However, in the case of the prior art shown in FIG. 17, although the optical bistability as shown in FIG. 14 may be obtained, light outputs P.sub.1 and P.sub.2 of E.sub.1 and E.sub.2 affect each other, and it is hard to construct such a structure as so to control P.sub.2 by P.sub.1. Besides, because of the utilization of the saturation of the gain of the semiconductor laser, it is necessary to inject a high current, and it is hard to lower the power consumption.
On the other hand, in the case of the prior art shown in FIG. 15, it is necessary to made a saturable absorber within an active layer, it is necessary to operate at a low temperature while elevating the threshold current, which results in slow switching speed, among other problems.
It is hence a primary object of this invention to present an optical logic circuit having features such as a low dissipation current and a high switching speed, and capable of operating at room temperature, and using laser light as an input and output light.
To achieve the above and other objects, the optical logic circuit of this invention comprises at least a semiconductor laser which oscillates in a first polarization biased at a constant current higher than a threshold current, a light source disposed so as to inject an optical signal into the semiconductor laser, and a means for selectively passing only the component in a second polarization out of the optical signals from the light source being disposed between the semiconductor laser and light source, whereby, as a result of change in the quantity of light of the optical signal, a competition of the gain in the first polarization and the gain in the second polarization and a resultant change in the carrier concentration occur in the semiconductor laser, and the output light of the semiconductor laser is changed over between the first polarization and second polarization at a high speed of about 100 picoseconds, and this changeover presents a bistability, that is, a bistability of optical polarization occurs.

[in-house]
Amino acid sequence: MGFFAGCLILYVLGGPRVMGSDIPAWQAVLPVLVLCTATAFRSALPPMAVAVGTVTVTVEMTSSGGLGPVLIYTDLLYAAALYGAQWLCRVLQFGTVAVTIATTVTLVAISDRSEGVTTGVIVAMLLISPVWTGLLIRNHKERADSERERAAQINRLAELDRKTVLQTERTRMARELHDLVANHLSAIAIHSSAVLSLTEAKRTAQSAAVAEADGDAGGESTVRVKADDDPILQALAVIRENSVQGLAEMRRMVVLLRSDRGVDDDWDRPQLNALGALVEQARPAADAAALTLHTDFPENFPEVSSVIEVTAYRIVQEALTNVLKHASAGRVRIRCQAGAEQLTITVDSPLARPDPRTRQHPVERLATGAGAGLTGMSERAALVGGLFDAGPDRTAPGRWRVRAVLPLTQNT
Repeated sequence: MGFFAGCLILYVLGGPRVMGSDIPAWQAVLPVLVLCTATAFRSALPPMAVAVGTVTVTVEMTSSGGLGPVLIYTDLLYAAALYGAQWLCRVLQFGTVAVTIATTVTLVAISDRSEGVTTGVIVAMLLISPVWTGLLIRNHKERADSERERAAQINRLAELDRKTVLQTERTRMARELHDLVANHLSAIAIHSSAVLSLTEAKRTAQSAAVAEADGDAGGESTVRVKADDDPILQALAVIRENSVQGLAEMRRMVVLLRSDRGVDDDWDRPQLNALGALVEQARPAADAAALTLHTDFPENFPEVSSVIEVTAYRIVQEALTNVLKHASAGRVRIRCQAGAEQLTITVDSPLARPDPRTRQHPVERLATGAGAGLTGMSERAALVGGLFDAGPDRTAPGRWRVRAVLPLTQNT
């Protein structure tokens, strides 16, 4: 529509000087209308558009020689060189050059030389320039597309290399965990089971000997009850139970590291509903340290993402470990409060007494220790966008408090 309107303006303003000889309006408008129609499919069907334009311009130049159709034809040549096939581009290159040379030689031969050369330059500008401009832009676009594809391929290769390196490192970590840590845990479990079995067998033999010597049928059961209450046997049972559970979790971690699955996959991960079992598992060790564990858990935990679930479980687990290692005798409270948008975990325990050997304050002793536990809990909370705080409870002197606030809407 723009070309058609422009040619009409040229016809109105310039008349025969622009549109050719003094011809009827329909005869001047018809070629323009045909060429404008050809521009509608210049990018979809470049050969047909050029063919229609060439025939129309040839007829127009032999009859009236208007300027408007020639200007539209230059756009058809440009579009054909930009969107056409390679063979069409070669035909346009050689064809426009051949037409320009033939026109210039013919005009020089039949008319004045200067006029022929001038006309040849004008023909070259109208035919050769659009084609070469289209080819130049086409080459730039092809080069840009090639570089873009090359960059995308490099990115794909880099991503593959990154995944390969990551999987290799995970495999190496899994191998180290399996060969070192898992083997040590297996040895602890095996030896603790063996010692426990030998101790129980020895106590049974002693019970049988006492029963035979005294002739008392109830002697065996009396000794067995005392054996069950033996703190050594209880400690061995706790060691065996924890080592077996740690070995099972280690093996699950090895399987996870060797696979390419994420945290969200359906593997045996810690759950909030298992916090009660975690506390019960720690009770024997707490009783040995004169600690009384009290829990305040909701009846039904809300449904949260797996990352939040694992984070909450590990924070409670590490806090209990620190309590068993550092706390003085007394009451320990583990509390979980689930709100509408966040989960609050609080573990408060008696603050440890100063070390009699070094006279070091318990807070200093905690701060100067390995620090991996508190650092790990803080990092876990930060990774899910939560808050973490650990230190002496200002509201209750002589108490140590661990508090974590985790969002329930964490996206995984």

While the novel features of the invention are set forth in the appended claims, the invention, both as to organization and content, will be better understood and appreciated, along with other objects and features thereof, from the following detailed description taken in conjunction with the drawings.
FIG. 1 is a block diagram showing structure of an optical logic circuit in one of the embodiments of this invention;
FIGS. 2A and 2B show characteristics to show the relationship between the light input and light output of the optical logic circuit;
FIGS. 3A and 3B show switching characteristics observed on an oscilloscope of the light output of the optical logic circuit;
FIG. 4 shows a characteristic showing the relationship between turn-on time of the light output and pulse height of the light input in the optical logic circuit;
FIG. 5 shows a characteristic showing the relationship between turn-off time of the light output and pulse height of the light input in the same optical logic circuit;